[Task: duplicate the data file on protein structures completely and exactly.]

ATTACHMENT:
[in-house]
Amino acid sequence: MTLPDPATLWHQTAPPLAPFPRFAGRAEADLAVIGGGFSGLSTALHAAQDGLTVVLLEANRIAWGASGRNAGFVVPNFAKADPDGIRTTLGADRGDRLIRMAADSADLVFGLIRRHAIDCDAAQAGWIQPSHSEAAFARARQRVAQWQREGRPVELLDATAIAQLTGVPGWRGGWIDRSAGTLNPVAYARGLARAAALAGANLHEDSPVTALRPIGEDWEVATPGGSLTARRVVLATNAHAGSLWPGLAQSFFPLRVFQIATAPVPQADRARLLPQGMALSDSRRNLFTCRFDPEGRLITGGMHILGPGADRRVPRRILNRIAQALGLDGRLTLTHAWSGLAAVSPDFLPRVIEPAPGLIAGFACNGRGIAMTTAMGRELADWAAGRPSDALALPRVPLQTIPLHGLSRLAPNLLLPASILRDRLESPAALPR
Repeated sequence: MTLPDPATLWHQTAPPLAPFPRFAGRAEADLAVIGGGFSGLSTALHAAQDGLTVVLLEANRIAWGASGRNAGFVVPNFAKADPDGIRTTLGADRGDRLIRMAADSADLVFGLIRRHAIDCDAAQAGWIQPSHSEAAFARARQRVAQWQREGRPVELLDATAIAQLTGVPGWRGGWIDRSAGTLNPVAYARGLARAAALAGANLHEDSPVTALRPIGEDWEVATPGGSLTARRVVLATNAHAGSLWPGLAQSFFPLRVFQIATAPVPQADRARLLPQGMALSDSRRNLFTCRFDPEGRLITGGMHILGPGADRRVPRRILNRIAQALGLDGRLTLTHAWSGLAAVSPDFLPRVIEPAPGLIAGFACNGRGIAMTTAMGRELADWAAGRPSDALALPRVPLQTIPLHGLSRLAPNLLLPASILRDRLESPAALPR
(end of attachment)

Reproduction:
[in-house]
Amino acid sequence: MTLPDPATLWHQTAPPLAPFPRFAGRAEADLAVIGGGFSGLSTALHAAQDGLTVVLLEANRIAWGASGRNAGFVVPNFAKADPDGIRTTLGADRGDRLIRMAADSADLVFGLIRRHAIDCDAAQAGWIQPSHSEAAFARARQRVAQWQREGRPVELLDATAIAQLTGVPGWRGGWIDRSAGTLNPVAYARGLARAAALAGANLHEDSPVTALRPIGEDWEVATPGGSLTARRVVLATNAHAGSLWPGLAQSFFPLRVFQIATAPVPQADRARLLPQGMALSDSRRNLFTCRFDPEGRLITGGMHILGPGADRRVPRRILNRIAQALGLDGRLTLTHAWSGLAAVSPDFLPRVIEPAPGLIAGFACNGRGIAMTTAMGRELADWAAGRPSDALALPRVPLQTIPLHGLSRLAPNLLLPASILRDRLESPAALPR
Repeated sequence: MTLPDPATLWHQTAPPLAPFPRFAGRAEADLAVIGGGFSGLSTALHAAQDGLTVVLLEANRIAWGASGRNAGFVVPNFAKADPDGIRTTLGADRGDRLIRMAADSADLVFGLIRRHAIDCDAAQAGWIQPSHSEAAFARARQRVAQWQREGRPVELLDATAIAQLTGVPGWRGGWIDRSAGTLNPVAYARGLARAAALAGANLHEDSPVTALRPIGEDWEVATPGGSLTARRVVLATNAHAGSLWPGLAQSFFPLRVFQIATAPVPQADRARLLPQGMALSDSRRNLFTCRFDPEGRLITGGMHILGPGADRRVPRRILNRIAQALGLDGRLTLTHAWSGLAAVSPDFLPRVIEPAPGLIAGFACNGRGIAMTTAMGRELADWAAGRPSDALALPRVPLQTIPLHGLSRLAPNLLLPASILRDRLESPAALPR